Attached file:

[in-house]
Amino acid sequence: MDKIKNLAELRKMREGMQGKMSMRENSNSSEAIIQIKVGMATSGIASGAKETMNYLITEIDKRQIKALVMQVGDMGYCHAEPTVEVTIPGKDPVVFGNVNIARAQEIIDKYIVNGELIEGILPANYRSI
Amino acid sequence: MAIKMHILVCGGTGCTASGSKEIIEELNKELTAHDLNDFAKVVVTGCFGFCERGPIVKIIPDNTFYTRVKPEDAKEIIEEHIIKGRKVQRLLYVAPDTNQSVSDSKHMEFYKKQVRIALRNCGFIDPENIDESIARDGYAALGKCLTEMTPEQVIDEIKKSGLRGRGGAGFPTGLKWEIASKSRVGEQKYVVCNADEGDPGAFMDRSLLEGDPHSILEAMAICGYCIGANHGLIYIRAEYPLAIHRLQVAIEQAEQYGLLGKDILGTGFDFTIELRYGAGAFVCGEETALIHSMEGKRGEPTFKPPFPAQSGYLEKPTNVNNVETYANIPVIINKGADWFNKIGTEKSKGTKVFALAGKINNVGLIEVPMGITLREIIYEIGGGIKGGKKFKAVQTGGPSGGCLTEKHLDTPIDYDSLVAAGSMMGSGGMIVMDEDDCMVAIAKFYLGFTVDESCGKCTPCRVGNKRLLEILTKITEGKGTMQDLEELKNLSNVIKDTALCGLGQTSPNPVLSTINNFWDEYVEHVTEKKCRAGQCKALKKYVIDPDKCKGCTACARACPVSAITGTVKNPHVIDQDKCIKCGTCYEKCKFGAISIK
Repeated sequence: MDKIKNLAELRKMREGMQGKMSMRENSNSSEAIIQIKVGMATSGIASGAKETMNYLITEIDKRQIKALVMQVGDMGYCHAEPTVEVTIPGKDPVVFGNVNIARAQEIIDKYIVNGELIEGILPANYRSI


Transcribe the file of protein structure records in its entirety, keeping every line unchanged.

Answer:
[in-house]
Amino acid sequence: MDKIKNLAELRKMREGMQGKMSMRENSNSSEAIIQIKVGMATSGIASGAKETMNYLITEIDKRQIKALVMQVGDMGYCHAEPTVEVTIPGKDPVVFGNVNIARAQEIIDKYIVNGELIEGILPANYRSI
Amino acid sequence: MAIKMHILVCGGTGCTASGSKEIIEELNKELTAHDLNDFAKVVVTGCFGFCERGPIVKIIPDNTFYTRVKPEDAKEIIEEHIIKGRKVQRLLYVAPDTNQSVSDSKHMEFYKKQVRIALRNCGFIDPENIDESIARDGYAALGKCLTEMTPEQVIDEIKKSGLRGRGGAGFPTGLKWEIASKSRVGEQKYVVCNADEGDPGAFMDRSLLEGDPHSILEAMAICGYCIGANHGLIYIRAEYPLAIHRLQVAIEQAEQYGLLGKDILGTGFDFTIELRYGAGAFVCGEETALIHSMEGKRGEPTFKPPFPAQSGYLEKPTNVNNVETYANIPVIINKGADWFNKIGTEKSKGTKVFALAGKINNVGLIEVPMGITLREIIYEIGGGIKGGKKFKAVQTGGPSGGCLTEKHLDTPIDYDSLVAAGSMMGSGGMIVMDEDDCMVAIAKFYLGFTVDESCGKCTPCRVGNKRLLEILTKITEGKGTMQDLEELKNLSNVIKDTALCGLGQTSPNPVLSTINNFWDEYVEHVTEKKCRAGQCKALKKYVIDPDKCKGCTACARACPVSAITGTVKNPHVIDQDKCIKCGTCYEKCKFGAISIK
Repeated sequence: MDKIKNLAELRKMREGMQGKMSMRENSNSSEAIIQIKVGMATSGIASGAKETMNYLITEIDKRQIKALVMQVGDMGYCHAEPTVEVTIPGKDPVVFGNVNIARAQEIIDKYIVNGELIEGILPANYRSI